Nicholson says that Scorsese wanted Costello to wear a Red Sox cap, but Nicholson wouldn't have it, telling New York Magazine (opens in new tab) that his Yankees fandom came before that even of the Los Angeles Lakers, where he has often been seen courtside. However, he said that Kristen Dalton’s Gwen, Costello’s long-time “inamorata,” as he described her, wore a Red Sox hat to both subtly indicate domestic conflict and placate the Boston fans.
Speaking of the Lakers, however, Nicholson also apparently prevented any Celtics garb from appearing in the film (the Lakers and Celtics are also long-time rivals), at least according to a New York Times (opens in new tab) report.
The Departed’s Xs Are A Reference To Another Classic Gangster Film
The significance of the Xs in The Departed is essentially common knowledge at this point. But in case you aren’t aware, the next time you are watching the film keep an eye out for any Xs appearing around key characters - it means that they are marked for death.
What you may not know is that this is actually in reference to another classic gangster film. Scorsese is a student of film history, and this tactic was previously used more than 70 years before The Departed came out in 1932’s Scarface directed by Howard Hawks. The use of an X to foreshadow death was an homage by Scorsese to Hawks.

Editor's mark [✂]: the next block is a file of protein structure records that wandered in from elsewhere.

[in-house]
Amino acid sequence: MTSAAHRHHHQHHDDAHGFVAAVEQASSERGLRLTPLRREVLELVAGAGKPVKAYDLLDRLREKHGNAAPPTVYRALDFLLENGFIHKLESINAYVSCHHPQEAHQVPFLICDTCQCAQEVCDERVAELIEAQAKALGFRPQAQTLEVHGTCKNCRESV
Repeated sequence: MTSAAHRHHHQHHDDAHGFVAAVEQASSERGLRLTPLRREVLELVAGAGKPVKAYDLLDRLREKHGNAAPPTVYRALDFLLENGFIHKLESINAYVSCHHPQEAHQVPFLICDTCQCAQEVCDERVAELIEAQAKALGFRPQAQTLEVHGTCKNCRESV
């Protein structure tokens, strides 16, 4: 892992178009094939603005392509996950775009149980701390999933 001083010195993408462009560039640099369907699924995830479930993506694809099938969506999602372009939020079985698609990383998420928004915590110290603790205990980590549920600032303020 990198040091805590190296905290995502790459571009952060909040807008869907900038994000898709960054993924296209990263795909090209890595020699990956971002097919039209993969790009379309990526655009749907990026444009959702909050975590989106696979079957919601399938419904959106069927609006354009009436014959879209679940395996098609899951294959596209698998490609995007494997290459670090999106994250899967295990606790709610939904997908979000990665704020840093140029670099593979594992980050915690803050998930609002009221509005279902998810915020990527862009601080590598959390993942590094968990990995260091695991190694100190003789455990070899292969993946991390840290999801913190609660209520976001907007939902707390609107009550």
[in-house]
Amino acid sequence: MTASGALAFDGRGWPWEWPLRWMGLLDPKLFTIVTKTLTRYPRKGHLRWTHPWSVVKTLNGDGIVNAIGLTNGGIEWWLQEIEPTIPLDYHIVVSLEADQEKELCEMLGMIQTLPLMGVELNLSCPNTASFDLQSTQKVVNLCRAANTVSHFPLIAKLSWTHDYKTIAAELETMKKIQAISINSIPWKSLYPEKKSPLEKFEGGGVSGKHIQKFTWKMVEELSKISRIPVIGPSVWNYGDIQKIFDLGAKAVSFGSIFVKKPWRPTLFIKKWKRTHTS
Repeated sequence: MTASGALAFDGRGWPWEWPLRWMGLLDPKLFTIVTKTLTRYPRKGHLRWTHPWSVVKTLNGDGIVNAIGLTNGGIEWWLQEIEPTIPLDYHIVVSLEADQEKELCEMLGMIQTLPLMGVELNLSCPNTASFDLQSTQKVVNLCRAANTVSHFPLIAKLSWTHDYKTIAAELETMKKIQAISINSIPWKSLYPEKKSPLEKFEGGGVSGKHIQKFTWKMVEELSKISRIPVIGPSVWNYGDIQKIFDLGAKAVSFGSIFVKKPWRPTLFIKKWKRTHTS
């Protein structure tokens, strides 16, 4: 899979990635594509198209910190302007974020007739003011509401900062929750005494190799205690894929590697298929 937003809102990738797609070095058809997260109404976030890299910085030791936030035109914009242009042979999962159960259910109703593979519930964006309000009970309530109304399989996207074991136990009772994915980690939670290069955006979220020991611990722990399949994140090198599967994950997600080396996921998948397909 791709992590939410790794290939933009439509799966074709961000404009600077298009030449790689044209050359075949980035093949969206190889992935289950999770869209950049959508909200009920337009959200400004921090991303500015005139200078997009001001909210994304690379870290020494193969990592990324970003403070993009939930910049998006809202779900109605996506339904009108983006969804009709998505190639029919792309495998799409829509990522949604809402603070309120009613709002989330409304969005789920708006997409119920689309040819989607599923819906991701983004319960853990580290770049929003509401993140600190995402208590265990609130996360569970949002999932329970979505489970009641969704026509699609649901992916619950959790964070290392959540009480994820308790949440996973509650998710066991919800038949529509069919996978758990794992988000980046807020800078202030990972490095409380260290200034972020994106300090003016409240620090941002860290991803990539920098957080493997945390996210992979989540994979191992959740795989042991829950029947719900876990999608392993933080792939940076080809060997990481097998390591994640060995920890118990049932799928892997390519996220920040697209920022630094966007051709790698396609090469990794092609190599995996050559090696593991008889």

Scorsese Described Post-Production On The Departed As “Highly Unpleasant”
Sometimes you just have to tap out on something you’re working on. Martin Scorsese can recognize this, as he recalled in an interview with the U.K.’s Sunday Times that the process of making The Departed was highly unpleasant, especially when it came to putting it together in post production.
Of course, Scorsese rallied from this and has continued making movies even as he approaches 80 years old, though not a Departed sequel.
Martin Scorsese Apparently Thought The Departed Had No Chance Of Winning Awards
By 2006, the idea of an “Oscar movie” generally conjured an idea of a period/biographical or heavy drama that made audiences feel with a capital F, despite winners in the most recent years preceding 2006 included Lord of the Rings: The Return of the King, musical Chicago and sword-and-sandal epic Gladiator amid Million Dollar Baby, Crash and A Beautiful Mind. Still, it was said that Martin Scorsese apparently did not think his latest gangster film would be the one to break his losing streak at the Oscars.
In a story from The Wrap (opens in new tab), frequent Scorsese collaborator Emma Tillinger-Koskoff said while the director was extremely proud of the film, he thought it was too violent and vile to be accepted by the Academy. This probably helps explain Scorsese’s surprise (opens in new tab) when he is announced as the winner of Best Director for The Departed.
Of course, the Academy would follow up The Departed’s win with another dark tale in 2007’s No Country for Old Men. Just goes to show you, sometimes the Oscars can make some bold choices.
The Departed is currently available to rent online on Amazon Prime Video (opens in new tab), Apple TV, Google Play and YouTube.
D.C.-based cinephile. Will dabble in just about any movie genre, but passionate about discovering classic films/film history and tracking the Oscar race.